Under federal law, Trump has some flexibility in how he structures his own White House. He can decide, for example, to shed key positions in science, medicine and energy under OSTP's umbrella, as his priorities evolve. Many of the White House sources who spoke with me on the condition of background for this story said they believed he would do just that — quietly kill many science jobs within his own administration. That has left its veterans unsettled. Cristin Dorgelo, the former chief of staff there under Obama, stressed in an interview this month she wishes "the current administration keeps the same science" focus as her former boss.
By the time Trump took the oath of office, roughly 50 staffers — less than half of what it was under Obama — remained at the White House's technical nerve center. In the early days of the administration, some aides to the outgoing Obama White House's chief technology officer, Smith, even offered to stick around until March. But the few who stayed quickly opted to leave, feeling flustered and distrusted by Trump's inner circle, which had spent months casting public doubt on the integrity of any government employees who served during the Obama administration.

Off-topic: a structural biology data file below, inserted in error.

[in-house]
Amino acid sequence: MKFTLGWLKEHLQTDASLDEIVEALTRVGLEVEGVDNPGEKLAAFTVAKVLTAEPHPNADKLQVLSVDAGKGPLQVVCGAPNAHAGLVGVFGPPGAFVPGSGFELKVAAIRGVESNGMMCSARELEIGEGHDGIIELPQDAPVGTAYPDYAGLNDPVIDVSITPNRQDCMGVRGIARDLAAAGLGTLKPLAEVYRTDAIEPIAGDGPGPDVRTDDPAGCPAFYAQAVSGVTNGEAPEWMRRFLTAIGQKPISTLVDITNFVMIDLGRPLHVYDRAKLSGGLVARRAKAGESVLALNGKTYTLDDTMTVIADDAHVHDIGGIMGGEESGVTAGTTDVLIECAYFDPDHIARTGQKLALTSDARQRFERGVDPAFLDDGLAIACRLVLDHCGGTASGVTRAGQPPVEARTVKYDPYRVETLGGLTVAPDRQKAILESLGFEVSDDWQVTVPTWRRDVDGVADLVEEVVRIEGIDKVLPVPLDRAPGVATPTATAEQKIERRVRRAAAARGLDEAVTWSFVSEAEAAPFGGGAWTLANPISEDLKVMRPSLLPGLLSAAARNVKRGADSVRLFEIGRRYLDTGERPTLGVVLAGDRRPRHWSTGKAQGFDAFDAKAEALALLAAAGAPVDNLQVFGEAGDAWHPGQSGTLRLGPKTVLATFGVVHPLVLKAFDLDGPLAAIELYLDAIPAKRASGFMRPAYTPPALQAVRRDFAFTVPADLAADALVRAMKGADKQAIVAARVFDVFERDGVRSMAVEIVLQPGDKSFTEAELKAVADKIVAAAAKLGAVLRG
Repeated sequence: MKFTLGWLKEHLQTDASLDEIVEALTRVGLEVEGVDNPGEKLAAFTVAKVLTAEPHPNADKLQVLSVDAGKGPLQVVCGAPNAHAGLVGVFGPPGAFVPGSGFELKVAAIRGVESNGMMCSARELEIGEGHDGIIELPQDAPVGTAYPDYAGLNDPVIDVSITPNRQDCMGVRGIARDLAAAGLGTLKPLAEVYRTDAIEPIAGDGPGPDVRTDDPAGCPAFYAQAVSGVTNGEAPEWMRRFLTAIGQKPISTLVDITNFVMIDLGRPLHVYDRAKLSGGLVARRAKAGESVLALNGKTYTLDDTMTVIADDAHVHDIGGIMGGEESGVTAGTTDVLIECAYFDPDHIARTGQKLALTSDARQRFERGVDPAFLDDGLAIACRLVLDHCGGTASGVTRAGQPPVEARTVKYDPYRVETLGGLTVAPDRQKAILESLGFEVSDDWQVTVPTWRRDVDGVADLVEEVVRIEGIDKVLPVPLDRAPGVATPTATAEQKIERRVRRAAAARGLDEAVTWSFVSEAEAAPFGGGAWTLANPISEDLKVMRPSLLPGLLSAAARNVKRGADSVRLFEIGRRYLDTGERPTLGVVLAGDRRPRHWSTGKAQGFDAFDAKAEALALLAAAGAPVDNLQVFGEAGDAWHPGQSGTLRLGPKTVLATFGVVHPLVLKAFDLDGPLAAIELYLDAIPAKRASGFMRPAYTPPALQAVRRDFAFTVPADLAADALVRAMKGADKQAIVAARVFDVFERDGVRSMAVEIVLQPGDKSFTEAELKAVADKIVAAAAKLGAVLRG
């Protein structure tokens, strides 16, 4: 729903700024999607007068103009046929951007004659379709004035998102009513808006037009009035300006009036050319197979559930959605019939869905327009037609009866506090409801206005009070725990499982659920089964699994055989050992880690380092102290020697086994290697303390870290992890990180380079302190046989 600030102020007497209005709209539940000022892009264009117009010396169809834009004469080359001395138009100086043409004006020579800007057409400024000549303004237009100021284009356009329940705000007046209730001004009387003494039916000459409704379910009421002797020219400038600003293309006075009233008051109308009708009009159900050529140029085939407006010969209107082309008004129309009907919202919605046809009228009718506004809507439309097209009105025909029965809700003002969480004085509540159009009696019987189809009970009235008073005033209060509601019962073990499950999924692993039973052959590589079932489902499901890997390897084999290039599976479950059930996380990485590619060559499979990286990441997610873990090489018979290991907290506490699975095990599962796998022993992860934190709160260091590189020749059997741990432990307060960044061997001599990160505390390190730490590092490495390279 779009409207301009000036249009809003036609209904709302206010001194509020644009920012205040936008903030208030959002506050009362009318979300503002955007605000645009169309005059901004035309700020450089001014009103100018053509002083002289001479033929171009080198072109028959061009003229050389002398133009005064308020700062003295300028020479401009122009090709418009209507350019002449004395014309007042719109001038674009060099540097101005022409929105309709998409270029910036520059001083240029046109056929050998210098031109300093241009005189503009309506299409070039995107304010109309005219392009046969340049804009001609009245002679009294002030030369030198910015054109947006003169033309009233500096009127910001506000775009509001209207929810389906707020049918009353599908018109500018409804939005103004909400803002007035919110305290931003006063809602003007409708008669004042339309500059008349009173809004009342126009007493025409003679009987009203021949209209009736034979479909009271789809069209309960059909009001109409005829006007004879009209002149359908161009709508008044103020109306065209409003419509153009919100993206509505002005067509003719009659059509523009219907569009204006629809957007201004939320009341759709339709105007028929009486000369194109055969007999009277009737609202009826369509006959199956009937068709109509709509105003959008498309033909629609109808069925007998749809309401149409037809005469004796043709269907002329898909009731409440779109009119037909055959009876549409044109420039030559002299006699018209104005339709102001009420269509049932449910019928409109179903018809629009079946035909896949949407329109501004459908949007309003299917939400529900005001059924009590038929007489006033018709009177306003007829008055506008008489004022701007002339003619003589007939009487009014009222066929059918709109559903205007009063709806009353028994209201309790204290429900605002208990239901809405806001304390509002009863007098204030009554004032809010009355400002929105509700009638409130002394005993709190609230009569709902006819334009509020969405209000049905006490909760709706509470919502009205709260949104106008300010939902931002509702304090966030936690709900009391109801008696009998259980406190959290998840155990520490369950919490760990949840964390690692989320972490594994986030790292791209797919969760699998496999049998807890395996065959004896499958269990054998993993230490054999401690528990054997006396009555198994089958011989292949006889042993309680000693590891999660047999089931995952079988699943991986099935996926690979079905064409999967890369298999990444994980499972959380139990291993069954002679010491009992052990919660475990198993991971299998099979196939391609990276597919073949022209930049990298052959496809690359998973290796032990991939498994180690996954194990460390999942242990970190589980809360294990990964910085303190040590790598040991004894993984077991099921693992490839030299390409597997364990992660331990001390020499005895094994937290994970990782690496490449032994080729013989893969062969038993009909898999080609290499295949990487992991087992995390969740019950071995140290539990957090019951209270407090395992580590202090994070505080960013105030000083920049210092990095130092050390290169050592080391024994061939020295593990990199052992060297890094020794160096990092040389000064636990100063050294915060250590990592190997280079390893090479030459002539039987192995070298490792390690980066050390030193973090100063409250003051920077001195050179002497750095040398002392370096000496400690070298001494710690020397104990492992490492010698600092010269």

The only remaining employee is one of Thiel's deputies — Kratsios, a former chief of staff at Thiel Capital.
A finance type by background, Kratsios had been toiling silently to aid Trump, who hadn't yet taken office, from the new president's unofficial New York City hub at Trump Tower. He first surfaced at the White House in January without a formal title in hand, sources said, before becoming deputy chief technology officer.
Except, Kratsios has little or no direct knowledge of key issues like net neutrality, cyber security and artificial intelligence, multiple current and former aides said in interviews.